Waterville council could give the go ahead May 9 for a lease agreement with Clean Wood Recycling Inc. to operate a yard-waste transfer facility on 4.66 acres of village-owned land on the west side of the Anthony Wayne Trail.
The village of Waterville has applied for a special-use permit for the facility at 6730 Anthony Wayne Trail. The planning commission is to weigh the application May 2.
Council last week gave the first of three readings on an ordinance that states, in part, that "the Planning Commission reviewed this application at its regular meeting on May 2, 2011 and recommended approval of the requested Special Use Permit by a majority vote of its members."
Second reading is set for April 25, and the third reading and public hearing has been slated for May 9. The ordinance's wording was used to expedite the creation of the yard-waste transfer facility, Mayor Derek Merrin said. If the planning commission doesn't approve the special use permit, the ordinance would be revised, he said.
Waterville residents could drop off unlimited amounts of yard waste at no charge at the new facility, officials said. Non-Waterville residents could use the facility, but would pay a fee. The land is now zoned for agriculture.
Under the proposal, the village would pay $22,500, including a $7,500 grant from the Lucas County Solid Waste Management District, toward the estimated $79,000 site improvement, officials said. Waterville would pay up to $10,000 annually, starting the second year of the lease.
Plans call for a five-year lease with one-year options that could be renewed by mutual agreement, and the village could terminate the lease "anytime," the mayor said.
It's anticipated that the $10,000 could decrease if other entities, such as Waterville Township, participate in the facility, the mayor said.
The facility would be open 10 a.m. to 6 p.m. Thursdays and Fridays; 9 a.m. to 5 p.m. Saturdays, and 11 a.m. to 4 p.m. Sundays, April to November, Mr. Merrin said. A main difference for Waterville residents would be a shift in location from the site the village runs now at the public works department near industrial park. The move would free space at that yard, and would eliminate the village's expense for labor and a tub grinder, officials said. Savings would more than offset the annual fee in four of the five years of the lease, municipal administrator James Bagdonas said.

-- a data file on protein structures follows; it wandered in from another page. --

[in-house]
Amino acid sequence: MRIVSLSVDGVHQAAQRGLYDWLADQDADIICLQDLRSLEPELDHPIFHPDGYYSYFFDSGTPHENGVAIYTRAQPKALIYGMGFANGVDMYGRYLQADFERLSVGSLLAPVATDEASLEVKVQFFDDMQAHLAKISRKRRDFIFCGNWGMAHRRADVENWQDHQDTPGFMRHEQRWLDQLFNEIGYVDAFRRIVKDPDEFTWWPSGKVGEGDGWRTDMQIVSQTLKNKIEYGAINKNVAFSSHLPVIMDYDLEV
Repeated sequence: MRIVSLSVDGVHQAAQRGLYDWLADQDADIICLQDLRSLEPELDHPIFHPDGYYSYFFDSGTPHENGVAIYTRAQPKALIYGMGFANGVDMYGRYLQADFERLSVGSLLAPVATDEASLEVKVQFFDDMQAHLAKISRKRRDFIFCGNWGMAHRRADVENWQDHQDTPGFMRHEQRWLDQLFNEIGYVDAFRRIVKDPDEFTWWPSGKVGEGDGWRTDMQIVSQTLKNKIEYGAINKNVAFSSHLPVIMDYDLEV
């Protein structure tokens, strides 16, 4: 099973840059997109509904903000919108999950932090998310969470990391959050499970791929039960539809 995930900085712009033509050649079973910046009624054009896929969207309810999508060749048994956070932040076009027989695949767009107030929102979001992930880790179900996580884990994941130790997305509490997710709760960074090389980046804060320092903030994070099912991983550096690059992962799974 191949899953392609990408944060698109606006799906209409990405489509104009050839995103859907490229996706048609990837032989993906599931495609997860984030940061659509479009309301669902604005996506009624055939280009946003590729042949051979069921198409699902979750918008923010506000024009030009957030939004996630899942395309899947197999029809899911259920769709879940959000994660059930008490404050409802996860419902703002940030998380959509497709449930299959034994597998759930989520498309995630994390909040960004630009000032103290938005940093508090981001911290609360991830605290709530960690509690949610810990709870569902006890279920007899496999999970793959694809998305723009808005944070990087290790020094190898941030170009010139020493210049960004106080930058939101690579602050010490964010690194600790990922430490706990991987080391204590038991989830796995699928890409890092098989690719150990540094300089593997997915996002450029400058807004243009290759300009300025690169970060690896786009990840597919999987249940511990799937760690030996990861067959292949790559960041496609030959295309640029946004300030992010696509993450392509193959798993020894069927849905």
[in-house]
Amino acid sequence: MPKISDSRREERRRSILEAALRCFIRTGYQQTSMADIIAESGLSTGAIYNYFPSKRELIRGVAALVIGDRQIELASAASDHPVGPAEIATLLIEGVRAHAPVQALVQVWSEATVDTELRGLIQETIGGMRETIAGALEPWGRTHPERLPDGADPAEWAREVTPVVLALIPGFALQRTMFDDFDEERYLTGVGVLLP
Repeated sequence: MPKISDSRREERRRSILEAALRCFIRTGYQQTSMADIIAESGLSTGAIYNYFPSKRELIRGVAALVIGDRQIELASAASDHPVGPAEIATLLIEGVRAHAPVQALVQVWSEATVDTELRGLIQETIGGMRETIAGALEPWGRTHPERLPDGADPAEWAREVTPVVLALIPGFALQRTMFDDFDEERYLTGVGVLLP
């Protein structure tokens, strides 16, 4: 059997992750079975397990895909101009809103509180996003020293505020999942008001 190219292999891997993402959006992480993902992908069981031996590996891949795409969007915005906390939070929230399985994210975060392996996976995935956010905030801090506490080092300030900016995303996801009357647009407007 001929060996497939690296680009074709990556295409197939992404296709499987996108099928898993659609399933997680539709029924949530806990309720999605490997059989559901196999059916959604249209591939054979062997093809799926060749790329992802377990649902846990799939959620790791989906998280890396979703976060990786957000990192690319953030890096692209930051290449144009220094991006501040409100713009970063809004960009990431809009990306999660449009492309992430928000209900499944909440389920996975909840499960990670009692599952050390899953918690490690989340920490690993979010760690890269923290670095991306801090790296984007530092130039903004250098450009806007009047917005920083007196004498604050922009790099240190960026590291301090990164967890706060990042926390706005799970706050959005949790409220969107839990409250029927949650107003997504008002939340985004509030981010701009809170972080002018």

Councilman Tim Guzman said ornamental grasses and grass clippings that aren't allowed to be dropped off now, could be dropped there. Now, residents can put bags of ornamental grasses at the curb for $2.25 a bag.
Councilman Jeff Marty said another change would be that residents, who get free mulch now, would be charged at the Clean Wood facility.
Mulch would cost $22 to $28 a yard, said Michael Kott, one of the owners of Clean Wood who attended the meeting.
He said items dropped off at the Anthony Wayne Trail site would be transferred to its Bancroft Street site for processing. Clean Wood Recycling has two sites at 6505 West Bancroft St. and 5340 Stickney Ave.
It would take 10 days for the new facility to get up and running after council OKs the needed legislation, he said.
Mr. Kott anticipates hours of operation could expand as other municipalities sign on to use the Waterville facility.
Effective in January this year, the Lucas County Solid Waste Management District no longer offers free yard-waste service for county residents.
Councilman Jim Valtin asked about traffic safety along the Anthony Wayne Trail for residents entering and leaving the site.
Mr. Bagdonas said although there is no turn lane, a wide strip gives sufficient room for a vehicle to wait. When the U.S. 24 bypass opens in 2012, vehicular traffic would be lessened, he said.
Councilman John Gouttiere said he liked the business hours and the convenience of having a place where people can buy mulch.
Mayor Merrin said, "The new facility will save tax dollars and provide better service. It's a win-win for Waterville."